When I looked down at stamps I purchased from the post office last year, I realized these four stamps succinctly summarized the American experience: Freedom, Liberty, Equality and Justice Forever.
Living in America is one of the greatest privileges in the world on this Memorial Day like the others that have come before, we must recognize the price of a freedom comes at a high cost. Memorial Day is a federal holiday which falls on the last Monday of each May, origins of the holiday stem from the American Civil War to commemorate the Union and Confederate soldiers who lost their lives during the war. Into the 20th century Memorial Day has been used to honor all Americans who have died while serving our country.
While diplomacy should always be the first course of action, sometime there is no alternative to warfare. In the Afghanistan War 2,226 US soldiers have been killed defending our country from a fundamentalist regime. We are lucky that we are isolated from much of the world’s problems: unrest in the middle-east, brutal dictators in Africa committing genocide, and totalitarian regimes.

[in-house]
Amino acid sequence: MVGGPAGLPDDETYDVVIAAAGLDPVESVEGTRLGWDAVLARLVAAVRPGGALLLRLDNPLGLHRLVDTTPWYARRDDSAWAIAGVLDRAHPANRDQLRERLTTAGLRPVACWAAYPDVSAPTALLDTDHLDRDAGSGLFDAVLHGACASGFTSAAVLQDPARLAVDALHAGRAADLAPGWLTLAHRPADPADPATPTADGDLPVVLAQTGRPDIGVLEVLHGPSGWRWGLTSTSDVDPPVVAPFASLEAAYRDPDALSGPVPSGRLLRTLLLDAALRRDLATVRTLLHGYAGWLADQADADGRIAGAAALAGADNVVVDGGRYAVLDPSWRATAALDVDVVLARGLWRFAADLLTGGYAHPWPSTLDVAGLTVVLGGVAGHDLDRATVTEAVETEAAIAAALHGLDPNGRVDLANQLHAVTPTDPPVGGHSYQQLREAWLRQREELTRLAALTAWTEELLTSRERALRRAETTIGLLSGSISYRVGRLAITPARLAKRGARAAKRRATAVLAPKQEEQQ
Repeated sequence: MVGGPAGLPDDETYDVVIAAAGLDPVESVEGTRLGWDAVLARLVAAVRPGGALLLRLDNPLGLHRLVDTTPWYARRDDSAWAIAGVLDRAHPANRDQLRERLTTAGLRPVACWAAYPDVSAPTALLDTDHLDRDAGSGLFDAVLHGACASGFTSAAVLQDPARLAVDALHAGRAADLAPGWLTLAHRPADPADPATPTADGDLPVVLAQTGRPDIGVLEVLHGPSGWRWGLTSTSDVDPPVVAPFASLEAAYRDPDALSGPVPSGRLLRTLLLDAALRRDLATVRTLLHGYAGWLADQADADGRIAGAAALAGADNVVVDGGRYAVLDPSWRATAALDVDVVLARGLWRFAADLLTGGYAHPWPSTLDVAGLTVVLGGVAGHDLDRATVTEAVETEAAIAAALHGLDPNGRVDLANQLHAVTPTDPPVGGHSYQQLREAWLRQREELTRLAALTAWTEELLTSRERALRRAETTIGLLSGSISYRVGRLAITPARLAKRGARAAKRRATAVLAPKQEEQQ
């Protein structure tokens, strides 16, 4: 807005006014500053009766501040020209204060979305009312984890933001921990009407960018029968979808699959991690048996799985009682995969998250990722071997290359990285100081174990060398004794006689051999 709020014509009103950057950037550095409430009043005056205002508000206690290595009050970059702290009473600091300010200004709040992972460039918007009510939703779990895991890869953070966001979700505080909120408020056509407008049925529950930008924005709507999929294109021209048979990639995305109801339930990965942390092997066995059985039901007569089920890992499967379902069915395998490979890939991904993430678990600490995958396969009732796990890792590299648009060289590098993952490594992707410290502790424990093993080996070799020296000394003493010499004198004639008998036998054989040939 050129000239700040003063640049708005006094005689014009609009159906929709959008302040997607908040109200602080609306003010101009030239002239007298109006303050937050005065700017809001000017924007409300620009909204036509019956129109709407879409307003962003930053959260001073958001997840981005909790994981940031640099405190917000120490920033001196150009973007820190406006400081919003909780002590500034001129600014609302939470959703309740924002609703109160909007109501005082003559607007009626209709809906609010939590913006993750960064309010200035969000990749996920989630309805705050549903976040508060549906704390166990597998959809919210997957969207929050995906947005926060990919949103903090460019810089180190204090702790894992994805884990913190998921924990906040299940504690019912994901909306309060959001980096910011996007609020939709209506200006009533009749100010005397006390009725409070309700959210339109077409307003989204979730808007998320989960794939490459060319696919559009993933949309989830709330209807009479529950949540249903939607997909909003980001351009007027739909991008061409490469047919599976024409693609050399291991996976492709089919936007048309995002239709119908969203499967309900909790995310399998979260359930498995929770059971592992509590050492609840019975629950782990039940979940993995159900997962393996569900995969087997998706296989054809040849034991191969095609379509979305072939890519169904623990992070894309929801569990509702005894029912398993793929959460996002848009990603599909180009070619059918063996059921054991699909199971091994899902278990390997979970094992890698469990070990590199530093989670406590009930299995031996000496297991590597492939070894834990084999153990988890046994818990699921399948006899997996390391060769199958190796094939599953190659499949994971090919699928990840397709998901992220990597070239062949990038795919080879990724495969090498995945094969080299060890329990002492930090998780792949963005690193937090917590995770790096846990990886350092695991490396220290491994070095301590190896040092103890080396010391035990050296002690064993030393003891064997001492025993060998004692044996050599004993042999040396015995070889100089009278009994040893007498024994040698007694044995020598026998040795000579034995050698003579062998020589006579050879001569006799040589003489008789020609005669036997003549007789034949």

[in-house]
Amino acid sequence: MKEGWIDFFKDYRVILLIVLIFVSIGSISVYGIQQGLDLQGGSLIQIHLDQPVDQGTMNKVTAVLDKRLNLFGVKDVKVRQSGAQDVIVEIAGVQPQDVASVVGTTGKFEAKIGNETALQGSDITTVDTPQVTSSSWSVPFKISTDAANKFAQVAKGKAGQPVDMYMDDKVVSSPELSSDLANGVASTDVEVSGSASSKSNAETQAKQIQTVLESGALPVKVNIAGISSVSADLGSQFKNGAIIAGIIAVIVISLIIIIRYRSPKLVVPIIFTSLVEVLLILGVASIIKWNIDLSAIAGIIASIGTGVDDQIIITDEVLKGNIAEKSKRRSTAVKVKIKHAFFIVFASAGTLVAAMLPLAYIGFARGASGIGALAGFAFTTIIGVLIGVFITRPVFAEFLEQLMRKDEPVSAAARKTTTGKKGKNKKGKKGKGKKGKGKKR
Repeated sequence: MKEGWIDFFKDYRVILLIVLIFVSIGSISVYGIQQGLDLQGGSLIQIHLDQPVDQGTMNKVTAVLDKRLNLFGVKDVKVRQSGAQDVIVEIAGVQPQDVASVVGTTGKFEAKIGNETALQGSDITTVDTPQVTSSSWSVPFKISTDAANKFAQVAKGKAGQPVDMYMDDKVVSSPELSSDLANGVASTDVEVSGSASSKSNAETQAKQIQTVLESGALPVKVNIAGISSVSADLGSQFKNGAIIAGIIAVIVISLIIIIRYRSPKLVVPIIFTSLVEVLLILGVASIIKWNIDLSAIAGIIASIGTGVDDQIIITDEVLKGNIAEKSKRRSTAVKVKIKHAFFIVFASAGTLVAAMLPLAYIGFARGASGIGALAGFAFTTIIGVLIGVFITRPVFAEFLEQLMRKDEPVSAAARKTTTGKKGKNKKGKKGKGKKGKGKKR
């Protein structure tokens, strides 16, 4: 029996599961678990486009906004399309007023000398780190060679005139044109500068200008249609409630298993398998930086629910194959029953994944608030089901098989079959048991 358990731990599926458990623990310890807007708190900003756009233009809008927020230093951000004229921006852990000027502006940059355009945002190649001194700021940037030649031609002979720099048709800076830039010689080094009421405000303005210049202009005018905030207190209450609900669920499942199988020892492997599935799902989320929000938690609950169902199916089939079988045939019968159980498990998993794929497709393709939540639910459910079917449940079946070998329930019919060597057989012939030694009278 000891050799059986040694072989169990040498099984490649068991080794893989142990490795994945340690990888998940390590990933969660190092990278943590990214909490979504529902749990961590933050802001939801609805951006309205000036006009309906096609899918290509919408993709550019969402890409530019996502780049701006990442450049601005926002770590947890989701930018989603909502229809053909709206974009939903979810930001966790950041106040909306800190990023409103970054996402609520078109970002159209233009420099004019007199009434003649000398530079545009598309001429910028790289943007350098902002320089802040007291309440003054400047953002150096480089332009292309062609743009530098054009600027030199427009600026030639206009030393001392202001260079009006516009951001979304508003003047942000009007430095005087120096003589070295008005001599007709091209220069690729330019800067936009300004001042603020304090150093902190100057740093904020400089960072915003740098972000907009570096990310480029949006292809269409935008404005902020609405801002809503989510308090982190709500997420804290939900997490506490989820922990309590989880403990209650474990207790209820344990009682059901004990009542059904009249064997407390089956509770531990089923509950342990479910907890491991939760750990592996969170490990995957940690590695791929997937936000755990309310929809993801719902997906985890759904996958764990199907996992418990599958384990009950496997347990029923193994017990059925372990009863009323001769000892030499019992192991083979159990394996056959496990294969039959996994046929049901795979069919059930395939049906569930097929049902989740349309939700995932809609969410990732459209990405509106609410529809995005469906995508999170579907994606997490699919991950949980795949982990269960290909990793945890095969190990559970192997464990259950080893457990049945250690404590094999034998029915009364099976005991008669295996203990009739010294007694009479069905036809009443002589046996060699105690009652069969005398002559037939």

It is not our politicians that provide this isolation but it’s our troops that allow us to live the way we do. This is why it is unfortunate that many of soldiers are not getting the help and support they need to re-enter civilian society. According to a study released by the Department of Veterans Affairs which examined suicides from 1999 to 2010 there were 22 deaths a day on average. Posttraumatic stress disorder also affects many veterans who persistently re-experience the traumatic events they encountered on the battle field, overwhelming their ability to cope. Many veterans have been waiting to get government benefits in the form of compensation, medical benefits, and job assistance. It’s unacceptable our veterans have to wait so long to get help, thankfully veterans and military charities have stepped in to help where they can, but there is still more to be done.